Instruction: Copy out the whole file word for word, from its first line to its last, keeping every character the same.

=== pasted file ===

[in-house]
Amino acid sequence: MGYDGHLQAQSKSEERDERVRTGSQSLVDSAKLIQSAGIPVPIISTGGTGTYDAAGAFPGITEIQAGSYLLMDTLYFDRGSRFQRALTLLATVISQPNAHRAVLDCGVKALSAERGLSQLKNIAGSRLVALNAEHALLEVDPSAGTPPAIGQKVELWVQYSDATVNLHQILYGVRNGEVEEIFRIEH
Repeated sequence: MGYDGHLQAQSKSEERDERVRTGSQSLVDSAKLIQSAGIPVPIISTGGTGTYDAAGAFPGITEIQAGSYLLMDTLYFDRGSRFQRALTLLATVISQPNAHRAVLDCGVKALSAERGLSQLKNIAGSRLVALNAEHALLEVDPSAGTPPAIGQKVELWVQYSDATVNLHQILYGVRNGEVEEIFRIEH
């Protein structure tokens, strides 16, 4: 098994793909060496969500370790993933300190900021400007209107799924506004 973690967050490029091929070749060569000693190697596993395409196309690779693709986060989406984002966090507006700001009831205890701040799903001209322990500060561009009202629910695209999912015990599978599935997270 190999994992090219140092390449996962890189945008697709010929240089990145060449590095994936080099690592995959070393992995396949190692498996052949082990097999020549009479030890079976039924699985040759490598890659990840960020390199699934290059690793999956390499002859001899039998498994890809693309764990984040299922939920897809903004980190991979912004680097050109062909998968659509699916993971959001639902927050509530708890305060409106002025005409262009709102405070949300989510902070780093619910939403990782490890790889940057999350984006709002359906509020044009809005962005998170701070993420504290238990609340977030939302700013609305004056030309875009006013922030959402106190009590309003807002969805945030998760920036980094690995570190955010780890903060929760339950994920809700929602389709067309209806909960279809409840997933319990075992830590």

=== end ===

[in-house]
Amino acid sequence: MGYDGHLQAQSKSEERDERVRTGSQSLVDSAKLIQSAGIPVPIISTGGTGTYDAAGAFPGITEIQAGSYLLMDTLYFDRGSRFQRALTLLATVISQPNAHRAVLDCGVKALSAERGLSQLKNIAGSRLVALNAEHALLEVDPSAGTPPAIGQKVELWVQYSDATVNLHQILYGVRNGEVEEIFRIEH
Repeated sequence: MGYDGHLQAQSKSEERDERVRTGSQSLVDSAKLIQSAGIPVPIISTGGTGTYDAAGAFPGITEIQAGSYLLMDTLYFDRGSRFQRALTLLATVISQPNAHRAVLDCGVKALSAERGLSQLKNIAGSRLVALNAEHALLEVDPSAGTPPAIGQKVELWVQYSDATVNLHQILYGVRNGEVEEIFRIEH
């Protein structure tokens, strides 16, 4: 098994793909060496969500370790993933300190900021400007209107799924506004 973690967050490029091929070749060569000693190697596993395409196309690779693709986060989406984002966090507006700001009831205890701040799903001209322990500060561009009202629910695209999912015990599978599935997270 190999994992090219140092390449996962890189945008697709010929240089990145060449590095994936080099690592995959070393992995396949190692498996052949082990097999020549009479030890079976039924699985040759490598890659990840960020390199699934290059690793999956390499002859001899039998498994890809693309764990984040299922939920897809903004980190991979912004680097050109062909998968659509699916993971959001639902927050509530708890305060409106002025005409262009709102405070949300989510902070780093619910939403990782490890790889940057999350984006709002359906509020044009809005962005998170701070993420504290238990609340977030939302700013609305004056030309875009006013922030959402106190009590309003807002969805945030998760920036980094690995570190955010780890903060929760339950994920809700929602389709067309209806909960279809409840997933319990075992830590």